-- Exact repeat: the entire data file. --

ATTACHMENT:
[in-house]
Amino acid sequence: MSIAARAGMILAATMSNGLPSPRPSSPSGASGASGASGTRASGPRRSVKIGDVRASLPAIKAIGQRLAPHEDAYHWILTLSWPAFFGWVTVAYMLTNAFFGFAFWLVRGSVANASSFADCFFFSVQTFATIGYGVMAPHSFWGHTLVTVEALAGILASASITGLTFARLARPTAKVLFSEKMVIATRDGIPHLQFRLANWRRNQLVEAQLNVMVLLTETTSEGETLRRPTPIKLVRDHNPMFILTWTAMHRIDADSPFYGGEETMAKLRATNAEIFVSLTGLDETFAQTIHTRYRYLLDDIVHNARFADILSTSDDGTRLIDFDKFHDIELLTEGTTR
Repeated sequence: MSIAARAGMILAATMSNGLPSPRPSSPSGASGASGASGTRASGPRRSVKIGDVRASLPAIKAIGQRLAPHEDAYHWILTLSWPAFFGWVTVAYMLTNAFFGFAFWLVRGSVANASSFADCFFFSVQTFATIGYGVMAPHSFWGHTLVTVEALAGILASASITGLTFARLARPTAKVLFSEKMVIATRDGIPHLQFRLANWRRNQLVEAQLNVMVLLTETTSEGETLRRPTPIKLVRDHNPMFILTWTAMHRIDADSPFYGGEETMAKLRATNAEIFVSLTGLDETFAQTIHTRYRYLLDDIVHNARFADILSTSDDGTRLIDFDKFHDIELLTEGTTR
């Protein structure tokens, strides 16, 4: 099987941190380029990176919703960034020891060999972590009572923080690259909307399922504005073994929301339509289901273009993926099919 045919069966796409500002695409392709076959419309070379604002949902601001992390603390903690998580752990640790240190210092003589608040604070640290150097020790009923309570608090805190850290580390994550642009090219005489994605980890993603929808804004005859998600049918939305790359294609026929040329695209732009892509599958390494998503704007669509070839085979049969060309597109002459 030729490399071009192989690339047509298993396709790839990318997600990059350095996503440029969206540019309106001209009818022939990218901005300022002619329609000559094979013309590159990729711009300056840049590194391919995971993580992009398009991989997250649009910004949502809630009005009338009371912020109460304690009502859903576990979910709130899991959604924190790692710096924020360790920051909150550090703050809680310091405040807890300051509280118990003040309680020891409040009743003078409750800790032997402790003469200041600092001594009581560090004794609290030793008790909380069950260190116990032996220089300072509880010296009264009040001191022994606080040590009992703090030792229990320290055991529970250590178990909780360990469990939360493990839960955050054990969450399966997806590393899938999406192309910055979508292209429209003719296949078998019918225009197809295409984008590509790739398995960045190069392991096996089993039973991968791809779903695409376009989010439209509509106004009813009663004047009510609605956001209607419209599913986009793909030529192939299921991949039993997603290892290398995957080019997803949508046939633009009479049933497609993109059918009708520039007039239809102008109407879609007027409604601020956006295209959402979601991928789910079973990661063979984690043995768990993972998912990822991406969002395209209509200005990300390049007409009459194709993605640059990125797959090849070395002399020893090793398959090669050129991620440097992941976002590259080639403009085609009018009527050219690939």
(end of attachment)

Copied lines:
[in-house]
Amino acid sequence: MSIAARAGMILAATMSNGLPSPRPSSPSGASGASGASGTRASGPRRSVKIGDVRASLPAIKAIGQRLAPHEDAYHWILTLSWPAFFGWVTVAYMLTNAFFGFAFWLVRGSVANASSFADCFFFSVQTFATIGYGVMAPHSFWGHTLVTVEALAGILASASITGLTFARLARPTAKVLFSEKMVIATRDGIPHLQFRLANWRRNQLVEAQLNVMVLLTETTSEGETLRRPTPIKLVRDHNPMFILTWTAMHRIDADSPFYGGEETMAKLRATNAEIFVSLTGLDETFAQTIHTRYRYLLDDIVHNARFADILSTSDDGTRLIDFDKFHDIELLTEGTTR
Repeated sequence: MSIAARAGMILAATMSNGLPSPRPSSPSGASGASGASGTRASGPRRSVKIGDVRASLPAIKAIGQRLAPHEDAYHWILTLSWPAFFGWVTVAYMLTNAFFGFAFWLVRGSVANASSFADCFFFSVQTFATIGYGVMAPHSFWGHTLVTVEALAGILASASITGLTFARLARPTAKVLFSEKMVIATRDGIPHLQFRLANWRRNQLVEAQLNVMVLLTETTSEGETLRRPTPIKLVRDHNPMFILTWTAMHRIDADSPFYGGEETMAKLRATNAEIFVSLTGLDETFAQTIHTRYRYLLDDIVHNARFADILSTSDDGTRLIDFDKFHDIELLTEGTTR
């Protein structure tokens, strides 16, 4: 099987941190380029990176919703960034020891060999972590009572923080690259909307399922504005073994929301339509289901273009993926099919 045919069966796409500002695409392709076959419309070379604002949902601001992390603390903690998580752990640790240190210092003589608040604070640290150097020790009923309570608090805190850290580390994550642009090219005489994605980890993603929808804004005859998600049918939305790359294609026929040329695209732009892509599958390494998503704007669509070839085979049969060309597109002459 030729490399071009192989690339047509298993396709790839990318997600990059350095996503440029969206540019309106001209009818022939990218901005300022002619329609000559094979013309590159990729711009300056840049590194391919995971993580992009398009991989997250649009910004949502809630009005009338009371912020109460304690009502859903576990979910709130899991959604924190790692710096924020360790920051909150550090703050809680310091405040807890300051509280118990003040309680020891409040009743003078409750800790032997402790003469200041600092001594009581560090004794609290030793008790909380069950260190116990032996220089300072509880010296009264009040001191022994606080040590009992703090030792229990320290055991529970250590178990909780360990469990939360493990839960955050054990969450399966997806590393899938999406192309910055979508292209429209003719296949078998019918225009197809295409984008590509790739398995960045190069392991096996089993039973991968791809779903695409376009989010439209509509106004009813009663004047009510609605956001209607419209599913986009793909030529192939299921991949039993997603290892290398995957080019997803949508046939633009009479049933497609993109059918009708520039007039239809102008109407879609007027409604601020956006295209959402979601991928789910079973990661063979984690043995768990993972998912990822991406969002395209209509200005990300390049007409009459194709993605640059990125797959090849070395002399020893090793398959090669050129991620440097992941976002590259080639403009085609009018009527050219690939």